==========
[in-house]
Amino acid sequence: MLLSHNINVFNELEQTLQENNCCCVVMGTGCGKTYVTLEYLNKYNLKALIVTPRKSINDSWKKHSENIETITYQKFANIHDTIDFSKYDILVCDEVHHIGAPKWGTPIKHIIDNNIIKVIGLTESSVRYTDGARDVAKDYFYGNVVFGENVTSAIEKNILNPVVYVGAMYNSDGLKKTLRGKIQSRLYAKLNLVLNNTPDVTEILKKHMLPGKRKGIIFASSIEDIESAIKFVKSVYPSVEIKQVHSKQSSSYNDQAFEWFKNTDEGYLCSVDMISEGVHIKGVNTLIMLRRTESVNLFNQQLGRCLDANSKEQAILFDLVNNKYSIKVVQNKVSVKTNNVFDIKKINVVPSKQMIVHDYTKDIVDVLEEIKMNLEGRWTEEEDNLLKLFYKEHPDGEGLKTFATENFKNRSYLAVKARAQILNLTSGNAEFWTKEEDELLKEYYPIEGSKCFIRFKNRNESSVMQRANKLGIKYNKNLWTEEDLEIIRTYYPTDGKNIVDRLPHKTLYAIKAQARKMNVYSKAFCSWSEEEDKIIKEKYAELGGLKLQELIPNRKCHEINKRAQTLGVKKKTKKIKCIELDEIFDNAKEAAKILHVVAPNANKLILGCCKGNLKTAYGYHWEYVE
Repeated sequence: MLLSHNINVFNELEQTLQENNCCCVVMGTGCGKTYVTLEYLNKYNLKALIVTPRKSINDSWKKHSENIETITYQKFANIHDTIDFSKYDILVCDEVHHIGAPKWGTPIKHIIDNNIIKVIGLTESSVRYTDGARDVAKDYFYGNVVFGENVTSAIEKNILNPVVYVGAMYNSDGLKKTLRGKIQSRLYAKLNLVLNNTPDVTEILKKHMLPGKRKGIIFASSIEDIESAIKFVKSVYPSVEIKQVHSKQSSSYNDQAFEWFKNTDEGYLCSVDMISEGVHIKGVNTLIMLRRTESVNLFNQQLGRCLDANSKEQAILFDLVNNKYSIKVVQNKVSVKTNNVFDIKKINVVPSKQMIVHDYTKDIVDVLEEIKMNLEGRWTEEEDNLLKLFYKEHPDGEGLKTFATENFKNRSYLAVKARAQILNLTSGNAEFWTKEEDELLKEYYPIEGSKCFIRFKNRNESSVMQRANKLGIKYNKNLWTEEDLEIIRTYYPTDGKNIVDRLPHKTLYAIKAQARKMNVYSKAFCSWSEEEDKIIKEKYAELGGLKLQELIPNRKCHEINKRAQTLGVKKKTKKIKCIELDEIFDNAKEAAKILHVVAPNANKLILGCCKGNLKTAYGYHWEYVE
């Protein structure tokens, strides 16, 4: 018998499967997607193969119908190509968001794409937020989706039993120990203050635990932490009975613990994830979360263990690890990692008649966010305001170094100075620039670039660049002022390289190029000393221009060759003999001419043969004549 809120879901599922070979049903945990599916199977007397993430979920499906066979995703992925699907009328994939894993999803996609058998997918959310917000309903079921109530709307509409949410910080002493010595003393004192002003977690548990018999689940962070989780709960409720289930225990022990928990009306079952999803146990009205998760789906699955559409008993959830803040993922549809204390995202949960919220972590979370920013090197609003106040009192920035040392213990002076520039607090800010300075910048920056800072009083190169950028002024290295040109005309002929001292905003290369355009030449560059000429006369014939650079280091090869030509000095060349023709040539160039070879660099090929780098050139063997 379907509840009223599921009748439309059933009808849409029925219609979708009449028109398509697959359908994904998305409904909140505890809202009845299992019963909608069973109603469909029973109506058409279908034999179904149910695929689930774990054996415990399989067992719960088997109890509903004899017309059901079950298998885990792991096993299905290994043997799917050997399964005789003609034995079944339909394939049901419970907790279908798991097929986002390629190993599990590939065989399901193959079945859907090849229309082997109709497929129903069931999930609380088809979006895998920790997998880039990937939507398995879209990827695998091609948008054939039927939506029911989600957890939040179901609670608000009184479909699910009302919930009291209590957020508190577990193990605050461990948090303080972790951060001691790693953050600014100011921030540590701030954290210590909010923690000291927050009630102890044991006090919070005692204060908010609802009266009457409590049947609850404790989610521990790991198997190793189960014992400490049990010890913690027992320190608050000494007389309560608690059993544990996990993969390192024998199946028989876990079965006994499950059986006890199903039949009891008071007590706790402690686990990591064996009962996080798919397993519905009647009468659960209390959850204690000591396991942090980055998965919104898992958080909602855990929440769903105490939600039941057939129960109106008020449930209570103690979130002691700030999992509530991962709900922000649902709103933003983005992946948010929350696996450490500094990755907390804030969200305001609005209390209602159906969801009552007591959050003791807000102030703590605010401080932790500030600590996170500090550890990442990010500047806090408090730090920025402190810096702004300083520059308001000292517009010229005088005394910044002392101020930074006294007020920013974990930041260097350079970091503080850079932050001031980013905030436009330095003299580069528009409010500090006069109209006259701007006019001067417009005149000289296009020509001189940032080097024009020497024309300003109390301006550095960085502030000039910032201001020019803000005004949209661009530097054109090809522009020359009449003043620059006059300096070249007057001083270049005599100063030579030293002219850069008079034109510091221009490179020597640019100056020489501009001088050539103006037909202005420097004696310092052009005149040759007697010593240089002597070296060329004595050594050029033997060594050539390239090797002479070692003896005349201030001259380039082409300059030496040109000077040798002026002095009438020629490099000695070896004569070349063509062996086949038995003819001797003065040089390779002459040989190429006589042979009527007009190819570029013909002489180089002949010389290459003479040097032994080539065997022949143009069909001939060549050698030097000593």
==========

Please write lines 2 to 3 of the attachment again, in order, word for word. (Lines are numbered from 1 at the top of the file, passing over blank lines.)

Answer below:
Amino acid sequence: MLLSHNINVFNELEQTLQENNCCCVVMGTGCGKTYVTLEYLNKYNLKALIVTPRKSINDSWKKHSENIETITYQKFANIHDTIDFSKYDILVCDEVHHIGAPKWGTPIKHIIDNNIIKVIGLTESSVRYTDGARDVAKDYFYGNVVFGENVTSAIEKNILNPVVYVGAMYNSDGLKKTLRGKIQSRLYAKLNLVLNNTPDVTEILKKHMLPGKRKGIIFASSIEDIESAIKFVKSVYPSVEIKQVHSKQSSSYNDQAFEWFKNTDEGYLCSVDMISEGVHIKGVNTLIMLRRTESVNLFNQQLGRCLDANSKEQAILFDLVNNKYSIKVVQNKVSVKTNNVFDIKKINVVPSKQMIVHDYTKDIVDVLEEIKMNLEGRWTEEEDNLLKLFYKEHPDGEGLKTFATENFKNRSYLAVKARAQILNLTSGNAEFWTKEEDELLKEYYPIEGSKCFIRFKNRNESSVMQRANKLGIKYNKNLWTEEDLEIIRTYYPTDGKNIVDRLPHKTLYAIKAQARKMNVYSKAFCSWSEEEDKIIKEKYAELGGLKLQELIPNRKCHEINKRAQTLGVKKKTKKIKCIELDEIFDNAKEAAKILHVVAPNANKLILGCCKGNLKTAYGYHWEYVE
Repeated sequence: MLLSHNINVFNELEQTLQENNCCCVVMGTGCGKTYVTLEYLNKYNLKALIVTPRKSINDSWKKHSENIETITYQKFANIHDTIDFSKYDILVCDEVHHIGAPKWGTPIKHIIDNNIIKVIGLTESSVRYTDGARDVAKDYFYGNVVFGENVTSAIEKNILNPVVYVGAMYNSDGLKKTLRGKIQSRLYAKLNLVLNNTPDVTEILKKHMLPGKRKGIIFASSIEDIESAIKFVKSVYPSVEIKQVHSKQSSSYNDQAFEWFKNTDEGYLCSVDMISEGVHIKGVNTLIMLRRTESVNLFNQQLGRCLDANSKEQAILFDLVNNKYSIKVVQNKVSVKTNNVFDIKKINVVPSKQMIVHDYTKDIVDVLEEIKMNLEGRWTEEEDNLLKLFYKEHPDGEGLKTFATENFKNRSYLAVKARAQILNLTSGNAEFWTKEEDELLKEYYPIEGSKCFIRFKNRNESSVMQRANKLGIKYNKNLWTEEDLEIIRTYYPTDGKNIVDRLPHKTLYAIKAQARKMNVYSKAFCSWSEEEDKIIKEKYAELGGLKLQELIPNRKCHEINKRAQTLGVKKKTKKIKCIELDEIFDNAKEAAKILHVVAPNANKLILGCCKGNLKTAYGYHWEYVE